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Unathi Mtya, chief information officer at African Bank. Picture: Supplied
Unathi Mtya, chief information officer at African Bank. Picture: Supplied

What’s your one top tip for doing a deal?

Have the attitude of “It’s a marathon, not a sprint”.

What was your first job?

Junior operations analyst at First National Bank.

How much was your first pay cheque, and how did you spend it?

R3,900 for the first month. I used it to pay a rental deposit.

What was the one thing you wish somebody had told you when you were starting out?

That it’s OK to not have all the answers, most experiences are useful in the long term.

If you could fix only one thing in SA, what would it be?

I would ensure all children have access to quality education, and access to the internet from home. 

What’s the most interesting thing about you that people don’t know?

I have successfully run and completed several international marathons. 

What’s the worst investment mistake you’ve made?

In my twenties I invested in property and took on far more than I could handle and suffered as a result.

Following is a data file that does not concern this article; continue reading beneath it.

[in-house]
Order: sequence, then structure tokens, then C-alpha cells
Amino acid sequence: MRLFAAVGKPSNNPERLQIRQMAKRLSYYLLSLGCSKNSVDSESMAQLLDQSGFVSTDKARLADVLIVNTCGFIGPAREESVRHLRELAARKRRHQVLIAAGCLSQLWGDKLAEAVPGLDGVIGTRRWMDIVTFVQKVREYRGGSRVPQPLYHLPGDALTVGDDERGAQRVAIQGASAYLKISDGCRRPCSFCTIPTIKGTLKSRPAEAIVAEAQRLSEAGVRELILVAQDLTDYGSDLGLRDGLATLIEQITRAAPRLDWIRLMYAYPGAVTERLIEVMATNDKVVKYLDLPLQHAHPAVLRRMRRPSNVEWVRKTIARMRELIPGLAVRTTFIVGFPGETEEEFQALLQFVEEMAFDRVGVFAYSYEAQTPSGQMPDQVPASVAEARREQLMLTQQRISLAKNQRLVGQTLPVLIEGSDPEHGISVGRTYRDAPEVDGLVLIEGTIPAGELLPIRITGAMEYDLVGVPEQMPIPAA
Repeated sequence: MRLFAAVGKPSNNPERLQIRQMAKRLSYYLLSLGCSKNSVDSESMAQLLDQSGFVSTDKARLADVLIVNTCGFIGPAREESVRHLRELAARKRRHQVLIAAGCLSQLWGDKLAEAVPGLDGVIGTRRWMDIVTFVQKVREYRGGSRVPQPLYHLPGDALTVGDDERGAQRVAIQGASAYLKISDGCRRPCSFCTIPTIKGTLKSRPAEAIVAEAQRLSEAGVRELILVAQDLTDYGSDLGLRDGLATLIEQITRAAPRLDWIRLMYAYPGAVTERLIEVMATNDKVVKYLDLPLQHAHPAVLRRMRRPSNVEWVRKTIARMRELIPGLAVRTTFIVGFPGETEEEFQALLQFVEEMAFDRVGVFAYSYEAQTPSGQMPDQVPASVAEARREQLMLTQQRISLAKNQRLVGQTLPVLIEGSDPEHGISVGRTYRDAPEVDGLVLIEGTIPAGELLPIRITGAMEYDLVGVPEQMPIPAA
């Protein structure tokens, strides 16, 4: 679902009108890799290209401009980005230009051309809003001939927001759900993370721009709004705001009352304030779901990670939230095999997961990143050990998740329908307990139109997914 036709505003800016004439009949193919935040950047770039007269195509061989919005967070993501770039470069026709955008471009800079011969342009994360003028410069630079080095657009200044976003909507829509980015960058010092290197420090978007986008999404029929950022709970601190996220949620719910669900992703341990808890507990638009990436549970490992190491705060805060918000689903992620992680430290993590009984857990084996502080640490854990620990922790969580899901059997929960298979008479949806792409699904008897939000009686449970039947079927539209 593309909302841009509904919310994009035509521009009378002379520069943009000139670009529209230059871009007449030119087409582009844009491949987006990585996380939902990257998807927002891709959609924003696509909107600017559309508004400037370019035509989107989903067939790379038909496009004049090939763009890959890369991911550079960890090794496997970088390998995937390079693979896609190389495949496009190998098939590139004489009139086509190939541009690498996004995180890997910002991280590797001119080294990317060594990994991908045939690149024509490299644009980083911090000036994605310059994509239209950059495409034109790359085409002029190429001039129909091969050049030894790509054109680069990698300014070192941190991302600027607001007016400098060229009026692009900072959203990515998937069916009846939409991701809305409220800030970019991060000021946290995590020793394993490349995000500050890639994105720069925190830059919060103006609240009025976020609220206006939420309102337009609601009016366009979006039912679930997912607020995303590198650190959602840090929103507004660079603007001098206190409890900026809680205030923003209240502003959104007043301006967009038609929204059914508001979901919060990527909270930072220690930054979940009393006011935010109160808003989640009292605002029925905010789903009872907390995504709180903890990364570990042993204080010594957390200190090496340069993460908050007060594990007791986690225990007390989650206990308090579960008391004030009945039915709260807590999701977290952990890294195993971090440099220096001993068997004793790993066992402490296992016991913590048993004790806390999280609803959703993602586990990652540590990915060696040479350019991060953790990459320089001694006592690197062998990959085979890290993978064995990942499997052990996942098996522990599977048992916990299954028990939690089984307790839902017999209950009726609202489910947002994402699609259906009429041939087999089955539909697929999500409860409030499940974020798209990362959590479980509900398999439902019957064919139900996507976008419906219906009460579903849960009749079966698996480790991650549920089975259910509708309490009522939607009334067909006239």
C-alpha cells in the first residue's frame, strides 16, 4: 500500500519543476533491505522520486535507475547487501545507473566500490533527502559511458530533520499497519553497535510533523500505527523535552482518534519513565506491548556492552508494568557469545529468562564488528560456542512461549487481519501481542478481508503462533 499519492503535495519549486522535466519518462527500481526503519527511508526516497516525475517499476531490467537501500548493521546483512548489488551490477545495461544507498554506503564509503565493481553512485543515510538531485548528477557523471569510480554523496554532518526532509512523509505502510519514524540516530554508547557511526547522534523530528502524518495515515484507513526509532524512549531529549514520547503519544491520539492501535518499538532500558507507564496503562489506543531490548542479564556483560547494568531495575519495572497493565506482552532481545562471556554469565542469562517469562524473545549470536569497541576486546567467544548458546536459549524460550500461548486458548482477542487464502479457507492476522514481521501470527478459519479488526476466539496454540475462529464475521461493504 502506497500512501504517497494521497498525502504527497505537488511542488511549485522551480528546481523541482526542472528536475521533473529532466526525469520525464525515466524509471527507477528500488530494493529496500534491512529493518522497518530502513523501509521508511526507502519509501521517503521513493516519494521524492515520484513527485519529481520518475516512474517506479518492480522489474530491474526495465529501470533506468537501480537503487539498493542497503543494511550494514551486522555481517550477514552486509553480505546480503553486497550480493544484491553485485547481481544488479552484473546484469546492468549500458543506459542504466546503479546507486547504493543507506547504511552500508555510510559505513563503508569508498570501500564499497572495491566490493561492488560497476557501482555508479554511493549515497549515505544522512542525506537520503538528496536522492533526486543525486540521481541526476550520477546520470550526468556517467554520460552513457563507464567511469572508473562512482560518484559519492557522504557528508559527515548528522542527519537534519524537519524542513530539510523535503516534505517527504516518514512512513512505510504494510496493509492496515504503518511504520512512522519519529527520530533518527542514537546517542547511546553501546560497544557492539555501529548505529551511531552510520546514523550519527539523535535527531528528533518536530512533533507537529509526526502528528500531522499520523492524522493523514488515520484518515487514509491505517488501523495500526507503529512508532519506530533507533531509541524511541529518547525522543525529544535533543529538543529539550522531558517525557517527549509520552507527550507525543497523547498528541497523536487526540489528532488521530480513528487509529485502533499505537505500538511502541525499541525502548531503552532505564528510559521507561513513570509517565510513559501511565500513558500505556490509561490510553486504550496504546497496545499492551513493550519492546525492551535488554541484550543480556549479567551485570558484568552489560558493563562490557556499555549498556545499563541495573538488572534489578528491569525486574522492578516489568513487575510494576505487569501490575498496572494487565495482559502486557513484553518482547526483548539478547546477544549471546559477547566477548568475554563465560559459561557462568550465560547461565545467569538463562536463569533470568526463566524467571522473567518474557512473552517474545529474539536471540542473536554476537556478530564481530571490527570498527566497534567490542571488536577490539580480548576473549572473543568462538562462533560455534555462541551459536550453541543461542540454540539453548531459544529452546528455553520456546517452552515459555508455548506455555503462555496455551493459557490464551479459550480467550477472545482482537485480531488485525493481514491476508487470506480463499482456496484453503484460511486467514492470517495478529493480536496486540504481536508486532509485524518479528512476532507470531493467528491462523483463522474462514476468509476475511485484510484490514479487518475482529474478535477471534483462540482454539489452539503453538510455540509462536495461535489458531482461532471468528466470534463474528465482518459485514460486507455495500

What’s the best investment you’ve ever made? And how much of it was due to luck?

It has to be in property, the hard-earned lessons paid off and there was no luck involved.

What is the hardest life lesson you’ve learnt so far?

Practise gratitude and be grateful for every stage. I have found that the concept of “making it” is always in the future, the important thing is to appreciate how far you’ve come.

What do you consider the most overrated virtue?

Being selfless.

What is something you would go back and tell your younger self that would impress them?

It’s OK, in the fullness of time, things make sense. 

Was there ever a point at which you wanted to trade it all in for a different career? And, if so, what would that career be?

Thankfully not. Though my career journey has not been smooth, I instead got many signs that the choice I made is the right one.

If you were President Cyril Ramaphosa, what would you change, or do, tomorrow?

I would find a way of supporting black professionals in the different roles both in the private and public sector, especially at the C-suite level. More success in this area would give confidence to those starting out.


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